The release of "Die Another Day" in Korea sparked huge protests from both sides of the border.

MI6 has the roundup...

Korea Protests Against "Die Another Day"
10th January 2003

"Die Another Day" features a renegade North Korean villain, Colonel Moon, hell bent on taking over the South by means of a military invasion over the Demilitarised Zone (DMZ) after Icarus has cleared their path across the minefield.

The film was bound to cause a stir in the region, but nobody could predict the strength of the protests. Both North and South Korea found reasons to launch boycotts against Bond's latest adventure.

North Korea

North Korea were voicing their distaste at 007's latest mission even before the film had entered production. The Korea Federation of University Student Councils issued a statement in December 2001 calling for production to be cancelled.

Shortly before DAD opened in Korea, a 20th Century Fox Korea spokesmen anticipated the ill feeling towards the films and said "There are some misunderstandings of the movie. The enemy described in the movie is extreme nationalists, not North Korea".

But Lee Tamahori poured fuel on the fire by saying "To hell with North Korea. It's a basket-case country and the sooner its leaders all roll over and die, the better." In an interview just as protests in North Korea were reaching their peak.

Above: A South Korean student shouts slogans during a rally to protest.

This caused the Secretariat of the Committee for the "Peaceful Reunification of the Fatherland" to issue a statement calling for the US to stop to screenings of DAD in North Korea and called is a "dirty and cursed burlesque aimed to slander North Korea and insult the Korean nation".

The statement, issued to the Korean Central News Agency, went on to say "The movie describes the Democratic People's Republic of North Korea as part of an 'axis of evil', inciting inter-Korean confrontation, groundlessly despising and insulting the Korean nation and malignantly desecrating even religion".

Korean-American actor Rick Yune, who plays Zao in "Die Another Day", tried to quell the controversy by saying "The enemy in the movie is not North Korea, but the individual he plays". He also went on to say that "The movie has nothing to do with Bush's characterisation of North Korea in January 2001 as part of an 'axis of evil' because the story was written four years ago".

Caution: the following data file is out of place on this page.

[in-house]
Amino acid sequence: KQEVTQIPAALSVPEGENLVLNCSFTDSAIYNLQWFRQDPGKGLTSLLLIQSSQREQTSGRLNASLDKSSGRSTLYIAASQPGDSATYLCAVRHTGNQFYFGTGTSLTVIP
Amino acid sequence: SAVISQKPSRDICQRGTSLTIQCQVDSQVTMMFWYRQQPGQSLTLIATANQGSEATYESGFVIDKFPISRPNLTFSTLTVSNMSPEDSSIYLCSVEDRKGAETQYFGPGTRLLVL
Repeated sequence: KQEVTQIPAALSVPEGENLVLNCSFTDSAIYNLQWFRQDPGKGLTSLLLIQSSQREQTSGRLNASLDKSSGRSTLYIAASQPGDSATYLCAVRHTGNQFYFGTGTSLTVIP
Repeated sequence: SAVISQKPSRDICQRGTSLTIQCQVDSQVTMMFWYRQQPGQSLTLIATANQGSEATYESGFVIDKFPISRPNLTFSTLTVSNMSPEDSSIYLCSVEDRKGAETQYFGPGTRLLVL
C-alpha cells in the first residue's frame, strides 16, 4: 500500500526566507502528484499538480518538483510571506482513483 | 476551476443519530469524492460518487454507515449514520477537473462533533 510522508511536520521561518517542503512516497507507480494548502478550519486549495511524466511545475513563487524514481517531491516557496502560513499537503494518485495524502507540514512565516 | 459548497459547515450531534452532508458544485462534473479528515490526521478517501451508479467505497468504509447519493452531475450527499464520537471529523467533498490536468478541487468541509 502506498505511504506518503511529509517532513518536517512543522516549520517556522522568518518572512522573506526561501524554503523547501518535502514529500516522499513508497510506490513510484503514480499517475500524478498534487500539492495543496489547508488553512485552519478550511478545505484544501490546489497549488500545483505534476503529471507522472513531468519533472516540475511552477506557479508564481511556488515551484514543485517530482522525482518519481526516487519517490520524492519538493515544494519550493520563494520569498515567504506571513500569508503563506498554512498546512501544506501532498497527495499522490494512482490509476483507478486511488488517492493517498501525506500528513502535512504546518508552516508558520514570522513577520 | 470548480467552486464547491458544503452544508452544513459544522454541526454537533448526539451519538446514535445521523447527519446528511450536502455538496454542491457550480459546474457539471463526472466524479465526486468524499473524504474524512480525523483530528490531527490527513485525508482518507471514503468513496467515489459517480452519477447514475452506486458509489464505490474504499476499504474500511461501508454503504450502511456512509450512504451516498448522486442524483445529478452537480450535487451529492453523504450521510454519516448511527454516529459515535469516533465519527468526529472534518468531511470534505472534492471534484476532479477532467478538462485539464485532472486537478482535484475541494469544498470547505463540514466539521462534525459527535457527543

South Korea

Meanwhile in South Korea - where the film opened later than North Korea - physical protests against the film were more prevalent as protesters surrounded cinemas in Seoul waving banners and causing mayhem for people wanting to see the film on New Years Eve.

The reasons for protest against DAD in South Korea were not the same as the North. A national boycott was attempted on the grounds that the film depicted South Korea as a US Colony, and activists claimed boycotting the film was necessary inorder to protect national pride. The US keeps 37,000 troops in South Korea after the Korean war of 1950-1953.


Above: A South Korean soldier walks past an advertisement at the premiere in Seoul on New Year's Eve.

Further controversy arose when South Korean Buddhists discovered Bond and Jinx make love in a Buddhist temple at the end of the film. The Jogye, South Korea's largest Buddhist order, issued a statement saying "This is a slight to Buddhism, which has purified the culture and mind of mankind for 2,700 years".

The order went on to say the film was "distorting warming ties between South and North Korea and inciting conflict". Buddhism is the biggest religion in South Korea, with about 12 million followers among the 46 million population.


Above: South Korean high school students shout a slogan during a rally in Seoul.

Above: Another student at the Seoul demonstrations.

A cinema outside if Seoul finally bowed to pressure and cancelled all showings of "Die Another Day" after less than a week of release in the country.

Despite the protests (infact some cinema goers said they were going because of all the media attention) "Die Another Day" opened well in both North and South Korea, but takings were down to approximately 65% of the level achieved by "The World Is Not Enough".

South Korea is Fox International's 10th highest grossing territory.